78. Cicero, On Old Age, 21.78 (2nd cent. BCE - 1st cent. BCE)  Tagged with subjects: •jew/jewish, literature/ authors Found in books: Levison (2009), Filled with the Spirit, 147
79. Cicero, Republic, 2.4 (2nd cent. BCE - 1st cent. BCE)  Tagged with subjects: •jew/jewish, literature/ authors Found in books: Levison (2009), Filled with the Spirit, 184
2.4. Hoc cum omnes adprobavissent, Quod habemus, inquit, institutae rei publicae tam clarum ac tam omnibus notum exordium quam huius urbis condendae principium profectum a Romulo? qui patre Marte natus (concedamus enim famae hominum, praesertim non inveteratae solum, sed etiam sapienter a maioribus proditae, bene meriti de rebus communibus ut genere etiam putarentur, non solum ingenio esse divino)—is igitur, ut natus sit, cum Remo fratre dicitur ab Amulio, rege Albano, ob labefactandi regni timorem ad Tiberim exponi iussus esse; quo in loco cum esset silvestris beluae sustentatus uberibus pastoresque eum sustulissent et in agresti cultu laboreque aluissent, perhibetur, ut adoleverit, et corporis viribus et animi ferocitate tantum ceteris praestitisse, ut omnes, qui tum eos agros, ubi hodie est haec urbs, incolebant, aequo animo illi libenterque parerent. Quorum copiis cum se ducem praebuisset, ut iam a fabulis ad facta veniamus, oppressisse Longam Albam, validam urbem et potentem temporibus illis, Amuliumque regem interemisse fertur.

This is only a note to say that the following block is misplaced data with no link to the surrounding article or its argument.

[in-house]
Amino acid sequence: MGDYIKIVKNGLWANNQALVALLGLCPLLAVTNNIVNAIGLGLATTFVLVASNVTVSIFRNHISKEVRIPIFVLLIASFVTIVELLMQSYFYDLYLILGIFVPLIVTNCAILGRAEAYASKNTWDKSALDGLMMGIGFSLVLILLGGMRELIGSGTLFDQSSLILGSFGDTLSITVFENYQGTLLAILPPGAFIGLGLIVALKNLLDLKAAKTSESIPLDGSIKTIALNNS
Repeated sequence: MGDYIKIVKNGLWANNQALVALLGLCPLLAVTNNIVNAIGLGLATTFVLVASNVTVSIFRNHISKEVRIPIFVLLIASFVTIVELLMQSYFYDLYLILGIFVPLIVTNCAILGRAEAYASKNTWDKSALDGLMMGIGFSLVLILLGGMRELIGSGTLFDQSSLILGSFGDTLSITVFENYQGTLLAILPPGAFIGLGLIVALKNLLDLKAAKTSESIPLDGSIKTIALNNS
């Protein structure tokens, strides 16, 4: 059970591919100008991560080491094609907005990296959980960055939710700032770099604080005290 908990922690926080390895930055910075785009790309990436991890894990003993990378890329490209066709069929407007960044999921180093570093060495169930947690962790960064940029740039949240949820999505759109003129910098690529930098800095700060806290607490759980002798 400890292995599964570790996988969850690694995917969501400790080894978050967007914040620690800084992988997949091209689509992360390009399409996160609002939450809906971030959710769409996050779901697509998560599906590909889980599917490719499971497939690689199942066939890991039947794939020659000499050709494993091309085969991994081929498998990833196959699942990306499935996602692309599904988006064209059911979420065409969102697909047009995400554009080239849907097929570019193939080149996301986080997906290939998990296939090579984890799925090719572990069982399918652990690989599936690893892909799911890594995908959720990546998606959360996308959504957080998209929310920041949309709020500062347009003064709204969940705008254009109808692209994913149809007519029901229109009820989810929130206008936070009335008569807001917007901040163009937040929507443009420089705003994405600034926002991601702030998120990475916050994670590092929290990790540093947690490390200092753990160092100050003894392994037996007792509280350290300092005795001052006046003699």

80. Cicero, On The Nature of The Gods, 2.19, 2.38 (2nd cent. BCE - 1st cent. BCE)  Tagged with subjects: •jew/jewish, literature/ authors Found in books: Levison (2009), Filled with the Spirit, 147, 293